Bell Ringing at All Saints', Darton
Darton bell ringers meet weekly to practice on Wednesday evenings, and ring before worship on Sundays and other festival days.
Our bells have been recently refurbished and make a welcome addition to any event, including weddings or funerals.
We are always interested in training new bell ringers so please contact the tower captain if you would like to give it a go.
The sound of bells ringing is deeply rooted in our culture. Most people in the UK live within the hearing range of church bells. They provide the grand soundtrack to our historic moments, call out for celebrations and toll sadly in empathy with our grief as a community or country.
The bitter-sweet sound of just one bell or the majesty of a whole peal, has become part of the English heritage and much of the country's history can be traced through the history of its bells.
They call us to wake, to pray, to work, to arms, to feast and, in times of crisis, to come together. Above all, bells are the sound of freedom and peace as in World War II they hung silently until the day they could ring in the peace.
In 1170 Popular superstition alleged that bells could ring themselves. It is said that those of Canterbury Cathedral tolled themselves when Thomas-a-Becket was murdered.
In today's busy world church bells still play a part in out lives.
Before the London Olympic Games bells rang out along the 8,000 miles of the Torch Relay to celebrate the passing of the Olympic Torch. At the culmination of the Torch Relay and as part of the London 2012 Festival on the day of the Opening Ceremony three minutes of ringing all kinds of bells captured the public’s attention when it was broadcast to an estimated audience of over 12 million people.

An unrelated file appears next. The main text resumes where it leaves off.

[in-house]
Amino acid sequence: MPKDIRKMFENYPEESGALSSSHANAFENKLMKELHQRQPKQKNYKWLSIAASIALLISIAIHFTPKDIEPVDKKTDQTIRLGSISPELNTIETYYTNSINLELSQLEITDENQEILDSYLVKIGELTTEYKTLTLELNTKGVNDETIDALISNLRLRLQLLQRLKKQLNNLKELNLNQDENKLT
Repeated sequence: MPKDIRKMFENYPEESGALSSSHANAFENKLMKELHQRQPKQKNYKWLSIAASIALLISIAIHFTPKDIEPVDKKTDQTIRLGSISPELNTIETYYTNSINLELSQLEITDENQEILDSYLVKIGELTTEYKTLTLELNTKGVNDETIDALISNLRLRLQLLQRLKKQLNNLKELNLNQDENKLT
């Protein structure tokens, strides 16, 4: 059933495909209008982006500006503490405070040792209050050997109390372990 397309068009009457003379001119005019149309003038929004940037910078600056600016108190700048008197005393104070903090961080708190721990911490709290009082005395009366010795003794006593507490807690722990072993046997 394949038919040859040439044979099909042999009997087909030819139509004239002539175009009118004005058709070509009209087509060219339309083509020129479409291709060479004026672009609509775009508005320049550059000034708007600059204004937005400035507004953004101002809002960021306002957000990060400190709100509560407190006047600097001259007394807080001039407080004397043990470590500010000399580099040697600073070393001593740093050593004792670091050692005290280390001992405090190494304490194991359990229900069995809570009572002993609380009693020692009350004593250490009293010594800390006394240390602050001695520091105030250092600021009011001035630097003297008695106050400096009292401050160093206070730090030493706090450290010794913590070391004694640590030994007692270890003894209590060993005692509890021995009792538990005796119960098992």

The great Olympic Bell then featured prominently in the Olympic Opening Ceremony. Commissioned from Whitechapel Bell Foundry in London it was tolled by Tour de France winner Bradley Wiggins to open the Ceremony. At 23 tonnes it is the largest harmonically tuned bell in the world.
The early missionaries used small handbells to call people to worship, with bells being introduced into Christian churches around 400 AD by Paulinus, Bishop of Nola in Campania. Their adoption on a wide scale does not become apparent until about 550, when they were introduced into France and Italy before spreading to Great Britain by monks and friars coming to join religious orders.
By 750, they were sufficiently common for the Archbishop of York to order all priests to toll their bell at certain times. St Dunstan, the then Bishop of London and Archbishop of Canterbury, hung bells in all churches under his care during the late 10th Century and gave rules for their use.
In the Middle Ages, bells were thought to have supernatural powers. During the 7th century it is said that the Bishop of Aurelia rang the bells to warn people of an attack. When the enemy heard them, they were said to have fled in fear. The people credited the bells with having saved them. In a world with little man made noise, the sound of bells was not only majestic, but could be deeply fearful.